Wednesday, January 19, 2011

Generative Kayn

At the encouragement of fellow Roland Kayn aficinado Massimo Ricci, I had another look at the liner notes for Kayn's early vinyl releases, which are posted on his site. Despite my earlier comments on the paucity of material in English, there is some English explanation in each set of liner notes. It's pretty clear from the documents that Kayn developed a generative music systen, nearly twenty years before Brian Eno popularized the term with his speech at the Imagination Conference in 1996. Consider this description of Kayn's 1977 piece Makro, selected somewhat arbitrarily from the liner notes from Kayn's discography:

The concept for realizing the composition MAKRO involved the construction of combined control circuits, in an approach to the theory of the 'black box'…. Only the inputs and outputs leading into, out of and back into the box (circular relationships) made it possible to control internal processes probabilistically by means of external intervention, and to derive standard behavior from the dependency of the input and output signal.

The functions of the aggregates operating inside the 'box', combinations for instance of frequency divider, product modulator, flipflop circuit, amplified and reverberating machine, could not be regular with regard to direct manipulation. My idea was to impinge upon and test selforganizing systems on the basis of stimulus and reaction. The specific aspect of the concept was the generation of situations which had not been pre-programmed. In terms of control technique this meant that systems had to be invented which consist of a group of transference terms with points of intersection.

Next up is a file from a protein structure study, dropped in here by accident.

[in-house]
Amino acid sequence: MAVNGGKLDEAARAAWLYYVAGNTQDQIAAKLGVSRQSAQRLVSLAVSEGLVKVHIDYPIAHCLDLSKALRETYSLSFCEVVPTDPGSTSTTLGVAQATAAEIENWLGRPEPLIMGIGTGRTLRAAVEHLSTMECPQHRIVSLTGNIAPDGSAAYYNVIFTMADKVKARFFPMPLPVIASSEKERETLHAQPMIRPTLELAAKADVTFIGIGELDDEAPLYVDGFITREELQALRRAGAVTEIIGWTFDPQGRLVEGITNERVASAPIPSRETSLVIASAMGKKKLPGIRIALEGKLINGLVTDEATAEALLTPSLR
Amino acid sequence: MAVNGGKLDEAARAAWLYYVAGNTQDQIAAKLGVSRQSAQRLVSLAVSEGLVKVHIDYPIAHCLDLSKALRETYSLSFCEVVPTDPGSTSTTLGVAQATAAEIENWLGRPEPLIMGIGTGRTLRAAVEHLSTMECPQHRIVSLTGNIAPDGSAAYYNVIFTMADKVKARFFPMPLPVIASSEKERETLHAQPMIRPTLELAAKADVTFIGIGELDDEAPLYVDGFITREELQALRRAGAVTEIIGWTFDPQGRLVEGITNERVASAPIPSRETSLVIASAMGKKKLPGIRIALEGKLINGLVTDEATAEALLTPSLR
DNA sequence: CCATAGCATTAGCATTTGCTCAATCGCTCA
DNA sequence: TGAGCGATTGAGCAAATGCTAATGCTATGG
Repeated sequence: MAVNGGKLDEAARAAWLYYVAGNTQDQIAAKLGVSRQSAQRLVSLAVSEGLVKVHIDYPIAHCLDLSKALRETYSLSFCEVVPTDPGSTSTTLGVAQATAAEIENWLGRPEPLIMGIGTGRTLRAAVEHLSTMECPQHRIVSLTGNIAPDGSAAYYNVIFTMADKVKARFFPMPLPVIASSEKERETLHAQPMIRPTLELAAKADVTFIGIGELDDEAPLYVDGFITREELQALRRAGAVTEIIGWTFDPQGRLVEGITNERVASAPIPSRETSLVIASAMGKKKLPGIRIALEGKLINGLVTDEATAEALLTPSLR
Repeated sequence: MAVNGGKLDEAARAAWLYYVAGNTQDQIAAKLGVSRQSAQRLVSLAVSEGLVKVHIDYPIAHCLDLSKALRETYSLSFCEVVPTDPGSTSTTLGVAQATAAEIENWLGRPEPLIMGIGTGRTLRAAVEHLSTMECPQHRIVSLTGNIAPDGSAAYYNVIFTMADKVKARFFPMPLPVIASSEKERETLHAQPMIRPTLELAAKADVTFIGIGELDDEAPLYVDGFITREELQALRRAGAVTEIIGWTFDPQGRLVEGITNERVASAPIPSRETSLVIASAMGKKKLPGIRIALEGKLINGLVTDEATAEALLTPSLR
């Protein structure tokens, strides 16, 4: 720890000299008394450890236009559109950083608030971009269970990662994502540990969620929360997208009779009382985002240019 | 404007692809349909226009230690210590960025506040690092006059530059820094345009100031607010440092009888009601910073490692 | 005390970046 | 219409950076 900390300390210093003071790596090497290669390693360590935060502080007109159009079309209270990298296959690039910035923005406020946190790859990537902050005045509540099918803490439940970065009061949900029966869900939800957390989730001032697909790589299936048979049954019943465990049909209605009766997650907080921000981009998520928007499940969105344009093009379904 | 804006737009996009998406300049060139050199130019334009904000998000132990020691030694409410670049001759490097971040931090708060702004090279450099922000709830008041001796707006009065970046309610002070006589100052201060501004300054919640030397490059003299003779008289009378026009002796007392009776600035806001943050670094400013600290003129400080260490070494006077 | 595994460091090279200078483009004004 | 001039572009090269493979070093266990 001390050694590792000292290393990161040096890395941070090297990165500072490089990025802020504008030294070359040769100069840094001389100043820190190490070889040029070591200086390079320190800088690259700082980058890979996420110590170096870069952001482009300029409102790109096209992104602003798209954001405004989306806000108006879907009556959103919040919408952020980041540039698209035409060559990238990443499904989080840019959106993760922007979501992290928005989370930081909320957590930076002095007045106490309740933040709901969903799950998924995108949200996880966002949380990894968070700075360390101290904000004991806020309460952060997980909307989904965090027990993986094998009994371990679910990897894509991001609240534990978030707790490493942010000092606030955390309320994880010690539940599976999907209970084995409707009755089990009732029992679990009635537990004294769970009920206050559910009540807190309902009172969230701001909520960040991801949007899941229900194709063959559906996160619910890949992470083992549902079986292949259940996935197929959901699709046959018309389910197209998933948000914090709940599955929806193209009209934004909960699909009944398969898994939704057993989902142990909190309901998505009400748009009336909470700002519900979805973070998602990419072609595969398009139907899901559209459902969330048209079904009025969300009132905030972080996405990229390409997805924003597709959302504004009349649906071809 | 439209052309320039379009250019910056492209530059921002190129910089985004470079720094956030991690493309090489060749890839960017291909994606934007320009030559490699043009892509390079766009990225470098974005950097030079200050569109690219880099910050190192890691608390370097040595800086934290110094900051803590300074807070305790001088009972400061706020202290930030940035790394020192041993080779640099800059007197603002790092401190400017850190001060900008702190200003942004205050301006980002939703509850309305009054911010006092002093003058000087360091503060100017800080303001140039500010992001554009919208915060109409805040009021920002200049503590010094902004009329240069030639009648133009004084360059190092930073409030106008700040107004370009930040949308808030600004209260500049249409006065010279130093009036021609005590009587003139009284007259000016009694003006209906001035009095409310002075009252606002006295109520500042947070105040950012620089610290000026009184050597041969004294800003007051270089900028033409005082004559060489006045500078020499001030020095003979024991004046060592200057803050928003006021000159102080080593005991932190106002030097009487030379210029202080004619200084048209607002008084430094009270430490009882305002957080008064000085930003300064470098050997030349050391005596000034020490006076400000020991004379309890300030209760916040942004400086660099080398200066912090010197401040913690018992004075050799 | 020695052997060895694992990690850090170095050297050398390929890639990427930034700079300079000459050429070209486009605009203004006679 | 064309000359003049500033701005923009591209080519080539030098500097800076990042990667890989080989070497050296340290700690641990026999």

Wikipedia lists four different perspectives on generative music, and Kayn's seems to fit more in the biological/emergent model, in which an "ecology will perpetually produce different variation based on the parameters and algorithms used." He sets loose a population of circuits that acts indeterministically on whatever sound he introduces, one of the external interventions he mentions in passing. We can hear romantic orchestral music sometimes straining to get through, but his sampled sounds, uncredited, reportedly ranged as widely as the Hafler Trio. Most importantly, his systems are self-organizing, with a goal to generating music that isn't pre-programmed.

Kayn used his circuit aggregates to remove his ego from the compositional process, similar to the creative forces that drove John Cage into his more well known version of chance operations. Kayn ended up in electronics, perhaps because he didn't have a sympathetic performer like David Tudor to help realize his instrumental visions composed from bizarre graphic symbols and considerable performer latitude. Rather than inspiration from Zen, however, Kayn found his muse in cybernetics, an engineering discipline with computer applications more ready to hand which gave him the electronics background for his acoustical experiments. It would be interesting to know how Kayn adapted to the digital era, whether he was able to create the same runaway pack of circuits in software, and what processes differentiate his enormous suites of electronic works. Hopefully his papers will land in some university archive, where interested parties can discover more about the origins of his otherworldly music and where he can get the credit for generative music that he deserves.

The image is from the Institute for Sonology studio at Utrecht University around 1977, when Kayn composed his Makro project there. It is taken from the liner notes for the vinyl album Makro, cited above.

1 comment:

Mark Waxler said...

I have been fascinated with electronic music since I learned about it in college. Great insights! Thanks.